A five block stretch of South Grand Boulevard near Tower Grove Park is packed with ethnic restaurants: Vietnamese (3), Chinese (2), Thai (2), Sushi (2), Persian (1), Afghani (1), Ethiopian (1), Italian (1) plus three coffee / sandwich shops and an American style dinner. This clustering of affordably priced ethnic restaurants upon one small stretch of road brings in customers from all over the metro area. But too much of a good thing can turn into a bad thing. With the recent economic downturn, two Vietnamese restaurants closed. One was the highest priced Vietnamese restaurant in the neighborhood and, consequently, the weakest competitor.

To sum up, the grouping of small competitors into the same space can, under certain circumstances, actually be mutually beneficial to those in the group; however, this strategy has its limits.

Thursday, May 14, 2009

Twitter Bomb, How It Works

I've seen a few blog posts on the new phenonomon of twitter bombing (here and here). We're all familiar with the google bomb. The twitter bomb, given that twitter is now something of limited universe search engine, apparently is an adaptation of this older tactic. I don't claim to be an expert at this so feel free to jump in and correct anything you read here in the comments section.

Here it is in a nutshell. This is where you search twitter posts, aka "tweets". If I flood twitter from multiple user accounts with the same tweet, such as "Harvard sucks", anyone searching twitter for the words "Harvard" or "sucks" is likely to come across my message. I could further attach a link to my message, such as "Harvard sucks http://www.joe.com". This might get additional traffic to joe.com. It's a form of online guerrilla marketing. The problem with this is that other tweets are continually pouring into the twittersphere and those containing the words Harvard and sucks will degrade my results. The new tweets from outside sources (lacking my link) will push mine out of the search results. It's like trying to swim upstream against a swift current. You can only pull it off for a short burst, if that.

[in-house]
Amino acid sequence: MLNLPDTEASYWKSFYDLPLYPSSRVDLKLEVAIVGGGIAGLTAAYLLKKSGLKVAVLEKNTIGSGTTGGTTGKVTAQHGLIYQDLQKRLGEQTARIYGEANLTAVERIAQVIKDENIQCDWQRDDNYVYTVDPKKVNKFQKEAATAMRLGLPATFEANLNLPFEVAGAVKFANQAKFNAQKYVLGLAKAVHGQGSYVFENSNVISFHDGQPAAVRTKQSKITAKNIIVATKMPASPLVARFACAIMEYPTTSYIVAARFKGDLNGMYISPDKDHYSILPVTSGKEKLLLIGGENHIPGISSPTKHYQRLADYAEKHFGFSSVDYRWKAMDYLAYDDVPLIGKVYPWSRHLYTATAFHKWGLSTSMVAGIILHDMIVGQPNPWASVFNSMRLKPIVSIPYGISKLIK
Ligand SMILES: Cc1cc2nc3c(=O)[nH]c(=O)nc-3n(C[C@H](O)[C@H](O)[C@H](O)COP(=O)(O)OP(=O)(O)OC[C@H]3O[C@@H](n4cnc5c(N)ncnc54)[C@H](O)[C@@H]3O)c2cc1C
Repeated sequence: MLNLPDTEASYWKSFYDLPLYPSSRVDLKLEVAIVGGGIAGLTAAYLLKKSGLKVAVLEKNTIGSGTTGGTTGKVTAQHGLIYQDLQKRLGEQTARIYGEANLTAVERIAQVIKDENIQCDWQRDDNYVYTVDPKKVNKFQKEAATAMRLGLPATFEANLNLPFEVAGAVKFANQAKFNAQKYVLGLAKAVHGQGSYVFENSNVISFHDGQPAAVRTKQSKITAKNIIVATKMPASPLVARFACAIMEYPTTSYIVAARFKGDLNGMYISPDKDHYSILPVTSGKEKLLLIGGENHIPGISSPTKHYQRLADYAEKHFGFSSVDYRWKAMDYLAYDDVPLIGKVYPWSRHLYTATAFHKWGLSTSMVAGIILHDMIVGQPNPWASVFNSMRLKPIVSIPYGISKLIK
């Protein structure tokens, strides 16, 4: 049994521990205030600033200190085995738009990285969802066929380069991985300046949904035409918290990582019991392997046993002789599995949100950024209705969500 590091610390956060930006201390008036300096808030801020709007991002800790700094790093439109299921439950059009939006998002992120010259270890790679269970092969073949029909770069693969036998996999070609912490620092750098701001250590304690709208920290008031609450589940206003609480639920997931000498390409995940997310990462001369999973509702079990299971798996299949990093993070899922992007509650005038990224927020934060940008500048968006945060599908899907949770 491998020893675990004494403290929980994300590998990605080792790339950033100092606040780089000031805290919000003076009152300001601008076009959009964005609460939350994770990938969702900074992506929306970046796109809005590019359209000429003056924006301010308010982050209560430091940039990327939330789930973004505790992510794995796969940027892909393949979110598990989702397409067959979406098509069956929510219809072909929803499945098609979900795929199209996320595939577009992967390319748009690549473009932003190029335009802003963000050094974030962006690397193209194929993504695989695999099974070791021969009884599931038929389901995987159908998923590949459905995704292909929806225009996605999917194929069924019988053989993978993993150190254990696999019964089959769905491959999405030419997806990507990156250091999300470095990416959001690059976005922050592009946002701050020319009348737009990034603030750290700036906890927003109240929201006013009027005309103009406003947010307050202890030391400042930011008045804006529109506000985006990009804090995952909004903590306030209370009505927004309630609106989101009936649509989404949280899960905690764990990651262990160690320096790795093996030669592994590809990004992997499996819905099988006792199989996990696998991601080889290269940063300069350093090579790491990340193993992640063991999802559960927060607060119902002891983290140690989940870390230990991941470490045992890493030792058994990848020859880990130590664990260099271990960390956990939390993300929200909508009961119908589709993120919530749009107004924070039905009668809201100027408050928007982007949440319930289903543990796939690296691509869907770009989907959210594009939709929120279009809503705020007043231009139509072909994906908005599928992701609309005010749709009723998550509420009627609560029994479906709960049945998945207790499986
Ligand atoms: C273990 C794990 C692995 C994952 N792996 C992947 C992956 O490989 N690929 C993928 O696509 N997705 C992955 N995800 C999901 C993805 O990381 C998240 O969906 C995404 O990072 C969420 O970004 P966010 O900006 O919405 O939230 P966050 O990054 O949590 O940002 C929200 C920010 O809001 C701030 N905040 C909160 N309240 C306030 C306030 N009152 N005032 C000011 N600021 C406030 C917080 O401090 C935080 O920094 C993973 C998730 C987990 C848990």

Here is the twist making the tactic more powerful. What if I and my confederates in the twitter bomb use the the one word preceded by a hash mark--"#sucks"? We are presumably the only people out there with tweets using "#sucks" so we own that result but nobody is searching that term. How does this help us? The answer: Trending Topics. Within each twitter user's home page is a section on the right tool bar by this name (see graphic). See the terms with the hash mark in front? Those are twitter bombs. The people behind those bombs have flooded enough tweets using their term into twitter to cause it to show up on the "Trending Topics" section published on every twitter user's home page. If a curious user clicks on the link, they see the full message that can include the link you are promoting.

Someone marketing the candy Skittles recently did a twitter bomb to help with a free promotion for a laptop giveaway. The whole point of the google bomb was to get readers to this product promotion page. I have no idea whether this is a legit promotion or a scam but, hopefully, you get the point.

Saturday, April 4, 2009

Open Letter to Twitter